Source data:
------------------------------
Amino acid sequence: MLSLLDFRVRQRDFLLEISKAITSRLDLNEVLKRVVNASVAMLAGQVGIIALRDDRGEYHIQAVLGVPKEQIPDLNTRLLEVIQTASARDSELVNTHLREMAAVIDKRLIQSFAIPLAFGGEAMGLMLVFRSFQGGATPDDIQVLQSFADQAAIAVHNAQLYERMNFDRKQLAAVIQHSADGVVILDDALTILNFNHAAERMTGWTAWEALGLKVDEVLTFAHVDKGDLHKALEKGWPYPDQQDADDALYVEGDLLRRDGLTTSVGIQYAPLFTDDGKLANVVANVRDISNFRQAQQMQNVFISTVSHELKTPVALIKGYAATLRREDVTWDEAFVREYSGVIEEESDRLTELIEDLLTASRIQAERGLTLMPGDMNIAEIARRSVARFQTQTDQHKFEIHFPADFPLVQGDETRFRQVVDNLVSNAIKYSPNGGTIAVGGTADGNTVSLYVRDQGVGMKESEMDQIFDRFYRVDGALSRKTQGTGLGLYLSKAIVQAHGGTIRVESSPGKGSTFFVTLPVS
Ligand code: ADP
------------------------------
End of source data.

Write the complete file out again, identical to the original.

Amino acid sequence: MLSLLDFRVRQRDFLLEISKAITSRLDLNEVLKRVVNASVAMLAGQVGIIALRDDRGEYHIQAVLGVPKEQIPDLNTRLLEVIQTASARDSELVNTHLREMAAVIDKRLIQSFAIPLAFGGEAMGLMLVFRSFQGGATPDDIQVLQSFADQAAIAVHNAQLYERMNFDRKQLAAVIQHSADGVVILDDALTILNFNHAAERMTGWTAWEALGLKVDEVLTFAHVDKGDLHKALEKGWPYPDQQDADDALYVEGDLLRRDGLTTSVGIQYAPLFTDDGKLANVVANVRDISNFRQAQQMQNVFISTVSHELKTPVALIKGYAATLRREDVTWDEAFVREYSGVIEEESDRLTELIEDLLTASRIQAERGLTLMPGDMNIAEIARRSVARFQTQTDQHKFEIHFPADFPLVQGDETRFRQVVDNLVSNAIKYSPNGGTIAVGGTADGNTVSLYVRDQGVGMKESEMDQIFDRFYRVDGALSRKTQGTGLGLYLSKAIVQAHGGTIRVESSPGKGSTFFVTLPVS
Ligand code: ADP